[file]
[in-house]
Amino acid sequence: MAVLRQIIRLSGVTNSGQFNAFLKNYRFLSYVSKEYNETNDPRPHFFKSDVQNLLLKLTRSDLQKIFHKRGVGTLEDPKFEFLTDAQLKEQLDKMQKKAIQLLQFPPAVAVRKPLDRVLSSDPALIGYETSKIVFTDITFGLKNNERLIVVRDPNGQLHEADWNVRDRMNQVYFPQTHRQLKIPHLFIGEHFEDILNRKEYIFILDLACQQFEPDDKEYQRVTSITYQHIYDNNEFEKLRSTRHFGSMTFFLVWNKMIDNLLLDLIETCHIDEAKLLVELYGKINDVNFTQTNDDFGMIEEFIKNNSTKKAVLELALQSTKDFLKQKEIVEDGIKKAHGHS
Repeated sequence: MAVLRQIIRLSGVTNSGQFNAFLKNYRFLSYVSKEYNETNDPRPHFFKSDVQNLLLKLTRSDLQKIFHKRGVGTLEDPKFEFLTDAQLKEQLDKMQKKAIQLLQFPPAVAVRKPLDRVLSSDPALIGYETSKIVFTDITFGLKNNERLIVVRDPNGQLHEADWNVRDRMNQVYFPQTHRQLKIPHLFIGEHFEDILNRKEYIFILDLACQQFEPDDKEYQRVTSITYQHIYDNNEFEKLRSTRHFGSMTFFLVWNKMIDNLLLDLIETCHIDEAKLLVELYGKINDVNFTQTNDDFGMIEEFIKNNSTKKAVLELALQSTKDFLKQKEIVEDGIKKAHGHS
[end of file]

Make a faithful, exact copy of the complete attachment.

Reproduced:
[in-house]
Amino acid sequence: MAVLRQIIRLSGVTNSGQFNAFLKNYRFLSYVSKEYNETNDPRPHFFKSDVQNLLLKLTRSDLQKIFHKRGVGTLEDPKFEFLTDAQLKEQLDKMQKKAIQLLQFPPAVAVRKPLDRVLSSDPALIGYETSKIVFTDITFGLKNNERLIVVRDPNGQLHEADWNVRDRMNQVYFPQTHRQLKIPHLFIGEHFEDILNRKEYIFILDLACQQFEPDDKEYQRVTSITYQHIYDNNEFEKLRSTRHFGSMTFFLVWNKMIDNLLLDLIETCHIDEAKLLVELYGKINDVNFTQTNDDFGMIEEFIKNNSTKKAVLELALQSTKDFLKQKEIVEDGIKKAHGHS
Repeated sequence: MAVLRQIIRLSGVTNSGQFNAFLKNYRFLSYVSKEYNETNDPRPHFFKSDVQNLLLKLTRSDLQKIFHKRGVGTLEDPKFEFLTDAQLKEQLDKMQKKAIQLLQFPPAVAVRKPLDRVLSSDPALIGYETSKIVFTDITFGLKNNERLIVVRDPNGQLHEADWNVRDRMNQVYFPQTHRQLKIPHLFIGEHFEDILNRKEYIFILDLACQQFEPDDKEYQRVTSITYQHIYDNNEFEKLRSTRHFGSMTFFLVWNKMIDNLLLDLIETCHIDEAKLLVELYGKINDVNFTQTNDDFGMIEEFIKNNSTKKAVLELALQSTKDFLKQKEIVEDGIKKAHGHS